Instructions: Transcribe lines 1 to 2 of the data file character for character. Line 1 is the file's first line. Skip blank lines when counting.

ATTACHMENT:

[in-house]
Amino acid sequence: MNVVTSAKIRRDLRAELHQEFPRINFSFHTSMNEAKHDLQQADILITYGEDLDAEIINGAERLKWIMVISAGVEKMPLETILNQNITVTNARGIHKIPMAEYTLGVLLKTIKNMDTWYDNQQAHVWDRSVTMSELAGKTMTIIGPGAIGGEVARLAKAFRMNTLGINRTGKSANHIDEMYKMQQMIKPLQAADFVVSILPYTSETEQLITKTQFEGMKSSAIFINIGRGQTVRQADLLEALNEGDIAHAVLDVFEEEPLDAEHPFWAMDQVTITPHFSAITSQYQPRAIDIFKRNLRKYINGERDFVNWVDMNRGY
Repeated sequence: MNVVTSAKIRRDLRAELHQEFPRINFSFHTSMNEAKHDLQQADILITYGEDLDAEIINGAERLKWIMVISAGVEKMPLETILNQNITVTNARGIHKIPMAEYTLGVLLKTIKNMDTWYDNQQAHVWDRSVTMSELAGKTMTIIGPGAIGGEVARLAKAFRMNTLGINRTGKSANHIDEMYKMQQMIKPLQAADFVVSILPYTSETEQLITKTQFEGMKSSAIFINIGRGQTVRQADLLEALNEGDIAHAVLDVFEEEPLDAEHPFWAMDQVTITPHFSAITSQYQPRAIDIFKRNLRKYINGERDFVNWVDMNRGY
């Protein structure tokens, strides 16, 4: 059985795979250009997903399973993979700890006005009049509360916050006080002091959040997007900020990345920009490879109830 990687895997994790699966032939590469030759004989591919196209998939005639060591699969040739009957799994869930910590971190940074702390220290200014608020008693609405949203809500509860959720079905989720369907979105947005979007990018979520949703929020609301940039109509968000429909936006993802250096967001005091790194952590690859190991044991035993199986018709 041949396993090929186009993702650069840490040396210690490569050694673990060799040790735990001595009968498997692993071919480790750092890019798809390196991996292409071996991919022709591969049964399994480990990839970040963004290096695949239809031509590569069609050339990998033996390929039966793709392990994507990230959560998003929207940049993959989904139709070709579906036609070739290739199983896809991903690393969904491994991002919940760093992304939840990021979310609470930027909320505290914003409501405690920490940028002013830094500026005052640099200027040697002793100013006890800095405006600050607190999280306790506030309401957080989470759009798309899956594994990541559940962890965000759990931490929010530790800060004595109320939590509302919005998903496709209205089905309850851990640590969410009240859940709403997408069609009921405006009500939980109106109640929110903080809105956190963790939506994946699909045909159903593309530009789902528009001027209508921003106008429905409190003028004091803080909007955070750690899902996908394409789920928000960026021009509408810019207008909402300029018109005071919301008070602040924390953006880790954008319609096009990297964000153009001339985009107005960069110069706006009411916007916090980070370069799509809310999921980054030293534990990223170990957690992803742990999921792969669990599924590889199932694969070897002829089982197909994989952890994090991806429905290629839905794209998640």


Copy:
[in-house]
Amino acid sequence: MNVVTSAKIRRDLRAELHQEFPRINFSFHTSMNEAKHDLQQADILITYGEDLDAEIINGAERLKWIMVISAGVEKMPLETILNQNITVTNARGIHKIPMAEYTLGVLLKTIKNMDTWYDNQQAHVWDRSVTMSELAGKTMTIIGPGAIGGEVARLAKAFRMNTLGINRTGKSANHIDEMYKMQQMIKPLQAADFVVSILPYTSETEQLITKTQFEGMKSSAIFINIGRGQTVRQADLLEALNEGDIAHAVLDVFEEEPLDAEHPFWAMDQVTITPHFSAITSQYQPRAIDIFKRNLRKYINGERDFVNWVDMNRGY